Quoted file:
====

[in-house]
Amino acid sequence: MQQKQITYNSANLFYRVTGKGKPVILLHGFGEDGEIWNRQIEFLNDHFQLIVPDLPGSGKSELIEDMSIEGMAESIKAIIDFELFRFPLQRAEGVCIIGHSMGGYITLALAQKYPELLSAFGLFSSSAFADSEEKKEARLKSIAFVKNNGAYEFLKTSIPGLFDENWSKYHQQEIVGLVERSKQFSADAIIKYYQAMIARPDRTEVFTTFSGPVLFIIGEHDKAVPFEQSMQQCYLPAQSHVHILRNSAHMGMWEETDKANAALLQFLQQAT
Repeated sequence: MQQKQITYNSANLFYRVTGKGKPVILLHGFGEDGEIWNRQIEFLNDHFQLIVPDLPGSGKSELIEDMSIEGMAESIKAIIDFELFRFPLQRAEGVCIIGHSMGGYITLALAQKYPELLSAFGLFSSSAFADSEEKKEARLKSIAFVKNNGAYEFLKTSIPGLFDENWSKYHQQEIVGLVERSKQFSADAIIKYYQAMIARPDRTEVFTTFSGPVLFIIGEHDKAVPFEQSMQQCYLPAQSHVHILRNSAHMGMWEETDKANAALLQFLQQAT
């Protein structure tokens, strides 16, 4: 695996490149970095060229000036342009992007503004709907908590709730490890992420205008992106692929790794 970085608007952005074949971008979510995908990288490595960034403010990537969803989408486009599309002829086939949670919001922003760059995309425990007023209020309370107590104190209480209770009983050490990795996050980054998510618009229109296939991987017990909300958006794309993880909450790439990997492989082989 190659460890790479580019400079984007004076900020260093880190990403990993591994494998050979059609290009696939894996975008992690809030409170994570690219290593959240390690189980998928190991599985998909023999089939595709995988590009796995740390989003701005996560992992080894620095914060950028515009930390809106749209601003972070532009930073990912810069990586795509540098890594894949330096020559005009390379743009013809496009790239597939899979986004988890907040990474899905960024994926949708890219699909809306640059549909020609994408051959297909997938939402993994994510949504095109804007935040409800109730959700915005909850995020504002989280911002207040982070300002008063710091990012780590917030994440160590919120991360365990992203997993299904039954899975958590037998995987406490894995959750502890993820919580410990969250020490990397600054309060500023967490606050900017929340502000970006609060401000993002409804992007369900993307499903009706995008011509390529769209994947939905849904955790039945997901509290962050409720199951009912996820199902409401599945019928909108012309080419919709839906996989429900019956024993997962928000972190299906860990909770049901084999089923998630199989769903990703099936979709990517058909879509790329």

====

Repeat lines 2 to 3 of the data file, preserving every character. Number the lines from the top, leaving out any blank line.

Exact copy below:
Amino acid sequence: MQQKQITYNSANLFYRVTGKGKPVILLHGFGEDGEIWNRQIEFLNDHFQLIVPDLPGSGKSELIEDMSIEGMAESIKAIIDFELFRFPLQRAEGVCIIGHSMGGYITLALAQKYPELLSAFGLFSSSAFADSEEKKEARLKSIAFVKNNGAYEFLKTSIPGLFDENWSKYHQQEIVGLVERSKQFSADAIIKYYQAMIARPDRTEVFTTFSGPVLFIIGEHDKAVPFEQSMQQCYLPAQSHVHILRNSAHMGMWEETDKANAALLQFLQQAT
Repeated sequence: MQQKQITYNSANLFYRVTGKGKPVILLHGFGEDGEIWNRQIEFLNDHFQLIVPDLPGSGKSELIEDMSIEGMAESIKAIIDFELFRFPLQRAEGVCIIGHSMGGYITLALAQKYPELLSAFGLFSSSAFADSEEKKEARLKSIAFVKNNGAYEFLKTSIPGLFDENWSKYHQQEIVGLVERSKQFSADAIIKYYQAMIARPDRTEVFTTFSGPVLFIIGEHDKAVPFEQSMQQCYLPAQSHVHILRNSAHMGMWEETDKANAALLQFLQQAT